To me, the extinction of drive-in theaters is one of the saddest changes of my lifetime. Regardless of all the technological advances – you can watch a movie now on an i-Pod in the palm of your hand – the drive-in experience was always great. It didn’t even matter what movie was playing.
I think the last movie I saw at a drive-in was Barbarella with Jane Fonda. Tell me that’s not a quintessential drive-in picture. Probably the most memorable experience (and I don’t even have to disclaim this for a family audience) was seeing the movie Woodstock in 1970. It wasn’t playing in my hometown of Newport News, and the only place around showing it was a drive-in all the way over in Norfolk. So we made the trek over in what seemed at the time like a road trip.
Believe it or not, the drive-in was the brainchild of one man – Richard Hollingshead of Camden New Jersey. In 1933 he worked out the spacing of cars by trying them out in his driveway, with a sheet on the garage for a screen. That was enough to get a patent, and a craze was born. Within a year the new idea had reached the West Coast.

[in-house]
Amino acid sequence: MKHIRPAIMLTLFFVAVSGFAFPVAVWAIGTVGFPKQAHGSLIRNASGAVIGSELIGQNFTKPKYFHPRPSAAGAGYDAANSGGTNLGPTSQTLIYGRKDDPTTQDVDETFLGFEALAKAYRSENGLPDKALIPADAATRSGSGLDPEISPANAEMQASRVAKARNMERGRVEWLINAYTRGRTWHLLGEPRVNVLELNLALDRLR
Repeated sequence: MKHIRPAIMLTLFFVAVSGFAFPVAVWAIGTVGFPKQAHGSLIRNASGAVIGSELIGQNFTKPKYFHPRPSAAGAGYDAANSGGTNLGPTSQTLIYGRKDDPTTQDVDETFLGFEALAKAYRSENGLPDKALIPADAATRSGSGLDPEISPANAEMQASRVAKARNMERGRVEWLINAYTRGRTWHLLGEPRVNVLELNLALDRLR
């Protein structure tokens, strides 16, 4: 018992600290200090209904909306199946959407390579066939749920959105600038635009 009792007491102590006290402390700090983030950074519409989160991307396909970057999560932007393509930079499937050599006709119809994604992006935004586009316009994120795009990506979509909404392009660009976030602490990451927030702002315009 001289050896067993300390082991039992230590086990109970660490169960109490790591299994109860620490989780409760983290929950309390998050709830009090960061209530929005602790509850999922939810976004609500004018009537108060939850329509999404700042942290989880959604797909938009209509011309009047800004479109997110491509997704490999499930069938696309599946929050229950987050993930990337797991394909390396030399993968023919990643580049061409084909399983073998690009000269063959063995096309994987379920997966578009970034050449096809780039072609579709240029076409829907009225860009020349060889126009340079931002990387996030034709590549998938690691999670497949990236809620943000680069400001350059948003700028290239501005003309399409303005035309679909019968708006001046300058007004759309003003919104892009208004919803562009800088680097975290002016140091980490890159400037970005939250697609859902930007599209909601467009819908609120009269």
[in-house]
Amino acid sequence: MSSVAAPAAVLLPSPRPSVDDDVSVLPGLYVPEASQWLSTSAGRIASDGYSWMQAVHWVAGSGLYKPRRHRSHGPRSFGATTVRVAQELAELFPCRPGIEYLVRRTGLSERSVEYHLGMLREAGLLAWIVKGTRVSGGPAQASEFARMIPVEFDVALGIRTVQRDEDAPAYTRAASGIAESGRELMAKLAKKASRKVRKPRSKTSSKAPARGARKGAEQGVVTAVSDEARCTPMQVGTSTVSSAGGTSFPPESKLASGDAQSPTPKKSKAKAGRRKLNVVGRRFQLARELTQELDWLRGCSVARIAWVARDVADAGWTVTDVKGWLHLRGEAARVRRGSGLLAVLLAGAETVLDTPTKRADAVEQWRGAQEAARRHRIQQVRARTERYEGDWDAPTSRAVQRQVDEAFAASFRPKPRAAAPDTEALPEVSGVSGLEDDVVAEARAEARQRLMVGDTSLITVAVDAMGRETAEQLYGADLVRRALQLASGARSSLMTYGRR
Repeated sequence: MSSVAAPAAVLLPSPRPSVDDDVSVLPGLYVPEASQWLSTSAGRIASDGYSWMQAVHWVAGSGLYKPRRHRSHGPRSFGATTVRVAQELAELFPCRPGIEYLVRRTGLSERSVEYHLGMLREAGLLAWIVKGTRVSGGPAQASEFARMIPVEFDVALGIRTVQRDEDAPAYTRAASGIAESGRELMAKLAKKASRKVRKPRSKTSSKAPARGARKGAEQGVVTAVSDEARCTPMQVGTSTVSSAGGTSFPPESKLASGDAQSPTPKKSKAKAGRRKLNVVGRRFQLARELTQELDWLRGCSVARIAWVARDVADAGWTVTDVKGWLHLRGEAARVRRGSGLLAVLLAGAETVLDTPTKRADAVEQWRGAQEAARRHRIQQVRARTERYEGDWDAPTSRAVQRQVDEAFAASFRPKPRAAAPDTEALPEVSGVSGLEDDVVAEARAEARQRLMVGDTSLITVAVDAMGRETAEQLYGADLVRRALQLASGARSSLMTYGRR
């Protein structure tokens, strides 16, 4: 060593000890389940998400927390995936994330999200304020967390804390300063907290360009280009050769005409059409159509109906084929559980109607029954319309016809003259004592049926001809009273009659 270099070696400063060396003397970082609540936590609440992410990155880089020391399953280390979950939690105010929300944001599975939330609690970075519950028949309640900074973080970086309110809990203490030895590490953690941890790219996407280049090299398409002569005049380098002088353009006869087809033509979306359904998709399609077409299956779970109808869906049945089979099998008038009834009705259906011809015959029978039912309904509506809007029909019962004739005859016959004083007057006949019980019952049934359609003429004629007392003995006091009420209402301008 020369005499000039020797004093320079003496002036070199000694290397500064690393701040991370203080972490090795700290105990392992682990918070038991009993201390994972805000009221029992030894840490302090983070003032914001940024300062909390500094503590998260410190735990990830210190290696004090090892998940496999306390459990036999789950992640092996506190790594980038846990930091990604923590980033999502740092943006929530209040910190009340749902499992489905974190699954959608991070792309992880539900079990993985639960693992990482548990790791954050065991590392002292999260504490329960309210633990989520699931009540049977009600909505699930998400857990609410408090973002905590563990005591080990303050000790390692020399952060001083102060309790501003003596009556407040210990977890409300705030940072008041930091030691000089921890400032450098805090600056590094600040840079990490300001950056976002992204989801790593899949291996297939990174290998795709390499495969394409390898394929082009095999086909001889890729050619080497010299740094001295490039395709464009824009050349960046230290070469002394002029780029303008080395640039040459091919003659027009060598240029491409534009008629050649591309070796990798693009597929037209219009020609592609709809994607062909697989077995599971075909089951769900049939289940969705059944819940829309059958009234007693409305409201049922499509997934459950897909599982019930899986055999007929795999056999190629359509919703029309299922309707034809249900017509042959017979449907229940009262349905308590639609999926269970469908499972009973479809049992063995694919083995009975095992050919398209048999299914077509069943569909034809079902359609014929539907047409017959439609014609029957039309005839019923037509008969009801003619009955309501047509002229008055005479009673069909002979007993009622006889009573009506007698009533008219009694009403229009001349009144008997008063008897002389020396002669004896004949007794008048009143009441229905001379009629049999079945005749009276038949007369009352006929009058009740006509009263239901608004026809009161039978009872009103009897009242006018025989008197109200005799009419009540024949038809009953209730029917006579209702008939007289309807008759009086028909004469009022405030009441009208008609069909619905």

By the early 60s there were more than 4,000 passion pits, er, drive-ins across America. They were great for dates, and also for parents of young children who could fall asleep in the car. Unfortunately, as real estate grew more expensive and technology improved in regular theaters, drive-ins went into steep decline. A few still remain, however, using modern ideas such as LCD screens and micro-radio transmitters.
One aspect of drive-ins I still remember fondly is the concession stand. While regular theaters were limited to popcorn and candy, you could get “food” at the drive-in. Pizza, hot dogs, corn dogs. All with a great jingle and talking popcorn boxes onscreen to tell you, “Let’s all go to the concession stand…”